The journey time saving is used in equally silly ways by the scheme’s opponents. Some take the total cost of the scheme and divide by the time saving that could be achieved by someone driving the full length of the A5, and then stating things like “the road is costing £50m per minute”, as if the entire road is being built for the benefit of a single motorist on one journey. This quite consciously makes the scheme sound ridiculous, but is a fairly meaningless figure when you consider that literally tens of millions of people will be using the new road over the next 20, 30 or 40 years. It also falsely suggests that shaving 15 minutes off a journey is the principal motivation of the scheme.
I believe there are two key arguments for proceeding, which I outline below. Of course there are other points to consider, such as whether now is the time to go ahead, or whether this is the road to be spending the money on, or whether farmers will be adequately compensated, but those are questions for another blog entry. For now, these are two of the best reasons to proceed.
1. Improved Road Safety
The current road has a poor safety record. Between 2004 and 2009, 19 people lost their lives on the A5 between Derry and Aughnacloy, an average of about one every 16 weeks. When total traffic levels are taken into account, we can calculate that 8.4 people are currently dying on the A5 for every billion kilometres travelled, which is around the average for roads of this type in Northern Ireland.
The graphic below shows where these deaths took place (along with the average vehicles per day, vpd, on each stretch):
Although we often hear news stories that suggest that “speed” is the dominant cause of deaths on our roads, in fact this is not the case. The roads with the highest speeds in Northern Ireland are also the roads with the lowest death rates – motorways have a death rate ten times lower than single-carriageway roads like the A5. Hence other factors must be at work. Most accidents are caused by poor or careless driving. But because drivers are human it is unavoidable that they occasionally make mistakes and poor judgements. The trick, therefore, is to minimise the opportunities for drivers to make errors. Experience has shown that the most effective way to reduce accidents on major roads is to systematically eliminate the causes of conflict between different vehicles. These include things like:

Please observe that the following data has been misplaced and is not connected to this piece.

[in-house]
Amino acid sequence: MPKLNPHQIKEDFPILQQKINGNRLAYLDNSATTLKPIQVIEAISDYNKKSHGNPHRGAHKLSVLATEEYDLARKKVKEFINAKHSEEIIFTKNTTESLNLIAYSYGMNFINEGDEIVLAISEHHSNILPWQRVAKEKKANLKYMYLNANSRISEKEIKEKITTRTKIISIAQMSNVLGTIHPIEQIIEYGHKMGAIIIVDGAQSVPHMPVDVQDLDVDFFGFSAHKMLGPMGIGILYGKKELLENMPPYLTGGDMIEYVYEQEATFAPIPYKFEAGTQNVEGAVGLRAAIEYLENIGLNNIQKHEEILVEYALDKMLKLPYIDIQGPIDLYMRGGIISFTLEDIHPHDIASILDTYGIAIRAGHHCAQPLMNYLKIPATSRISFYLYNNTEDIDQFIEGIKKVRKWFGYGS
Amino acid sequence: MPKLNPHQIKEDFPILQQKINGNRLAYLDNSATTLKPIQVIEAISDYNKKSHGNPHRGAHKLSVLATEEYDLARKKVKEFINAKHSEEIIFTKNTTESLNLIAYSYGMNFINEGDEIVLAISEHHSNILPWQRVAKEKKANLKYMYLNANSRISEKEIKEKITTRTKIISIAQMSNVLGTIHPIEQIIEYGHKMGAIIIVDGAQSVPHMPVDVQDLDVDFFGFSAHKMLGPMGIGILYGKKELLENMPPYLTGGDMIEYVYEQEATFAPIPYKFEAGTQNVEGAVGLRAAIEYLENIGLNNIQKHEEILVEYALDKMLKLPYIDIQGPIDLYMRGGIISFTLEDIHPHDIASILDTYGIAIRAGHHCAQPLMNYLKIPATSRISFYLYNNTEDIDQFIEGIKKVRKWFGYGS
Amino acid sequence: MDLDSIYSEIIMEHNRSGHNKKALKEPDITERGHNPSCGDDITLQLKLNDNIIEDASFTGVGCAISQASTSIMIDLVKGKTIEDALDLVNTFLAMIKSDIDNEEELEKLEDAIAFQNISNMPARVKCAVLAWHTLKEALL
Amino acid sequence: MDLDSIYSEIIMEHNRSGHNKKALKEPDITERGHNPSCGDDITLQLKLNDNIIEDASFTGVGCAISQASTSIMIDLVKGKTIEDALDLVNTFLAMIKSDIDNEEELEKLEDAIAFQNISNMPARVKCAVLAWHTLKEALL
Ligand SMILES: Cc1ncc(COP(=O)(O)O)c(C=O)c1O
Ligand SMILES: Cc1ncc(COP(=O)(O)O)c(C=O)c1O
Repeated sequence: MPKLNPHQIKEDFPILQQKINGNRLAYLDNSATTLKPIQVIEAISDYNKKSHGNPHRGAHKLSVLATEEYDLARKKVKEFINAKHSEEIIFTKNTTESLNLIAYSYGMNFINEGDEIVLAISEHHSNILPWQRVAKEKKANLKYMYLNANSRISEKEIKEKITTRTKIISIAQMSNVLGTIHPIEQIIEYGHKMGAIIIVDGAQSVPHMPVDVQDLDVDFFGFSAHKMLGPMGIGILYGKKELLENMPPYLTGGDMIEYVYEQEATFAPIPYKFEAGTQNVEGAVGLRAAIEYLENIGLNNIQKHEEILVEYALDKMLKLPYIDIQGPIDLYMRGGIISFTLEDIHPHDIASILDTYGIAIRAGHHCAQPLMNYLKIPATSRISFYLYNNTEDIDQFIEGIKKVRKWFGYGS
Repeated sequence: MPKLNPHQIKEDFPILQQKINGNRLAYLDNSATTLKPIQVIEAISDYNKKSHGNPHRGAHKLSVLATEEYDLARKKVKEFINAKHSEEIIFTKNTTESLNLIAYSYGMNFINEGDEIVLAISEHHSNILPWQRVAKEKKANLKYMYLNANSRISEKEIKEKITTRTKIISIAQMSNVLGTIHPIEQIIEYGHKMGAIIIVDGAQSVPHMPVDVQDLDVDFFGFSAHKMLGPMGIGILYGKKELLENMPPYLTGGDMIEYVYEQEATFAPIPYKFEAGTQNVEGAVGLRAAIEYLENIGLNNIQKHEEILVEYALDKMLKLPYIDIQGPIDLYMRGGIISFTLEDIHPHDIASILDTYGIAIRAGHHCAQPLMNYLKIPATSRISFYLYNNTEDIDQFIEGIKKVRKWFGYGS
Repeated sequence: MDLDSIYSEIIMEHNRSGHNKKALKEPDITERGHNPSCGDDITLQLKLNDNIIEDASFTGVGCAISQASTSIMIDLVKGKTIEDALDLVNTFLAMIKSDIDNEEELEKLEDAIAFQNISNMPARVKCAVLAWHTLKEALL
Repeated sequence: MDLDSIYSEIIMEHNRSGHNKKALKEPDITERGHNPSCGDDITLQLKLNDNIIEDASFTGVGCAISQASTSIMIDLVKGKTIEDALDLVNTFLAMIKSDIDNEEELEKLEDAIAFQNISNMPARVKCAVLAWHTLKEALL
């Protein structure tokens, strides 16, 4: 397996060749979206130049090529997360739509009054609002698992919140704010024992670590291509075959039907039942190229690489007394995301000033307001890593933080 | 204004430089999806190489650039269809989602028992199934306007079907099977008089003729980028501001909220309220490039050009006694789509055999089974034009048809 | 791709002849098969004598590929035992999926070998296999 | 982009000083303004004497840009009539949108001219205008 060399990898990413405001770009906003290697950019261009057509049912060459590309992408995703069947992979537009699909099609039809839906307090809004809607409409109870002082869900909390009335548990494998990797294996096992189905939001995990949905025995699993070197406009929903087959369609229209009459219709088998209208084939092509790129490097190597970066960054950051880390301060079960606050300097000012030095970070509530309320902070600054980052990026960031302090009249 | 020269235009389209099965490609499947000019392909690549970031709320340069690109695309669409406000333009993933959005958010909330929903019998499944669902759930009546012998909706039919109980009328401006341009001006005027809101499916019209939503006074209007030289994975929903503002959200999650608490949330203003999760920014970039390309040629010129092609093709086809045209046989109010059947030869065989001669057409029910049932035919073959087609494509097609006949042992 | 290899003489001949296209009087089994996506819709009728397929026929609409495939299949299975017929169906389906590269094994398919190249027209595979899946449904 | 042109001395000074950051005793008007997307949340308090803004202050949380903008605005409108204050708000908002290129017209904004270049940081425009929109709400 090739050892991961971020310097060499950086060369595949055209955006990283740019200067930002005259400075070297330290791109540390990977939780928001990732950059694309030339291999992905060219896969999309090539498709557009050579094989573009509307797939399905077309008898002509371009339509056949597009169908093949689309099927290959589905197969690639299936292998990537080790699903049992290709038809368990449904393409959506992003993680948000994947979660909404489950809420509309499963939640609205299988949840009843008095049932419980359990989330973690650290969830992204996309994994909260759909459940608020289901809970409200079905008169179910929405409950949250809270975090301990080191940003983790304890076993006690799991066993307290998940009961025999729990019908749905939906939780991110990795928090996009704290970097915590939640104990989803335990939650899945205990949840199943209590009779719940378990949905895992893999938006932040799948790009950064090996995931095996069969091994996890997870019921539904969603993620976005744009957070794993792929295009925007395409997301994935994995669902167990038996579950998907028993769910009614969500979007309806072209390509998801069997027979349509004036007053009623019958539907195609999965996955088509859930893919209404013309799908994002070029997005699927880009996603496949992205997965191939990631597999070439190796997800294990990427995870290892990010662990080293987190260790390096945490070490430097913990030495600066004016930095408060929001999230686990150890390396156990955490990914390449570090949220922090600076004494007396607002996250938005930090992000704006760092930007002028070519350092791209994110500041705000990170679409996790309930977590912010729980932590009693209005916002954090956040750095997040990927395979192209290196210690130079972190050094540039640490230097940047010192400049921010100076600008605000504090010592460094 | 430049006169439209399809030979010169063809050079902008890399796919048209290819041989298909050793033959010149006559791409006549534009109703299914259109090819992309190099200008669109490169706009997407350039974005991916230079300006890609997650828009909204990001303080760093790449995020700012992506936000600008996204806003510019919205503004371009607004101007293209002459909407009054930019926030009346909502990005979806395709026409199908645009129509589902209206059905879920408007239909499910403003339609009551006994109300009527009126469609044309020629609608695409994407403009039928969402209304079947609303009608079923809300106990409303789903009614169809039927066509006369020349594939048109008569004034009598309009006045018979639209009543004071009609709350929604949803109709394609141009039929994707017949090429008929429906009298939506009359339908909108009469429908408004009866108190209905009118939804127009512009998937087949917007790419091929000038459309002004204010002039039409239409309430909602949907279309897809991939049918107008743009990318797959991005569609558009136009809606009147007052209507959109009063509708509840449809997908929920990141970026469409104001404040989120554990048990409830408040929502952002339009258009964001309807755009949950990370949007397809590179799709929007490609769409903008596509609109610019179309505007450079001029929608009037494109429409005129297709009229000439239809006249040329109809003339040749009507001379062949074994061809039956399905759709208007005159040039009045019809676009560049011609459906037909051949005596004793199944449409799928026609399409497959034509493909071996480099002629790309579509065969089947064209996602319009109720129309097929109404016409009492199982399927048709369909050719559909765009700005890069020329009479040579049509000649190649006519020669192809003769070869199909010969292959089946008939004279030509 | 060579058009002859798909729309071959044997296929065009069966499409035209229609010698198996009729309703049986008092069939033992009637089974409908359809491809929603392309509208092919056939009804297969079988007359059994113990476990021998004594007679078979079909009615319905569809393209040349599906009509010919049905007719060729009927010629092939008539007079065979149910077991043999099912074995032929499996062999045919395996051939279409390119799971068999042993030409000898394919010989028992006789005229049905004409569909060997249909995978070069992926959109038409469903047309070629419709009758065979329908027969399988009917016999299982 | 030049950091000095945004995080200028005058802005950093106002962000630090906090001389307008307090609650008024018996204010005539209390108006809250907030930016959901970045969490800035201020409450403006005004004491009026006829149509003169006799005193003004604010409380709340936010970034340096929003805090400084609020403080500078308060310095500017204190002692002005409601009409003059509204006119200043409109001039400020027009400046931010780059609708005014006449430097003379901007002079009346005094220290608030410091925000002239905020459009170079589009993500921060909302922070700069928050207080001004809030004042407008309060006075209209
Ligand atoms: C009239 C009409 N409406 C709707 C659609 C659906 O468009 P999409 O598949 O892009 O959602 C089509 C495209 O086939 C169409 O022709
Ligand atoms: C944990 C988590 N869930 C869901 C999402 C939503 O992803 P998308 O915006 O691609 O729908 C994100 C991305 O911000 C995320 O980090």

- Minimising high speed differences by preventing vehicles from having to come to a near standstill on the road to turn on or off the road, usually achieved with slip roads.
- Minimising the risk of striking a turning vehicle by banning right-turns, by providing flyovers to let drivers turn right without crossing opposing traffic.
- Minimising the risk of head-on collisions by providing a central safety barrier, and also by providing a dedicated second lane in each direction to permit safe overtaking.
- Minimising the number of junctions by banning most or all private accesses, and limiting access to local roads to a few carefully selected locations.
- Minimising accidents resulting from leaving the road at bends by allowing only gentle, sweeping curves with plenty of forward visibility.
- Motorways – 0.8 deaths
- A-Class Dual Carriageways – 4.2 deaths
- A-Class “normal” roads, like the A5 – 8.9 deaths
- B-Class and below – 6.0 deaths
So normal (i.e. single-carriageway) A-class roads have the worst safety record of any type of road while motorways, which have all of the features outlined above, have the best. Clearly, then, upgrading the A5 will lead to lives being saved. The proposed A5 will be of a higher standard than the “A-Class Dual Carriageway” in the above list, in that most A-Class DC’s in Northern Ireland still allow right-turns and T-junctions. In fact, the proposed standard is just a little below that of a motorway; the only significant differences being that slow vehicles such as tractors are banned from motorways but will not be banned from the upgraded A5, and that the new road will not feature hard shoulders.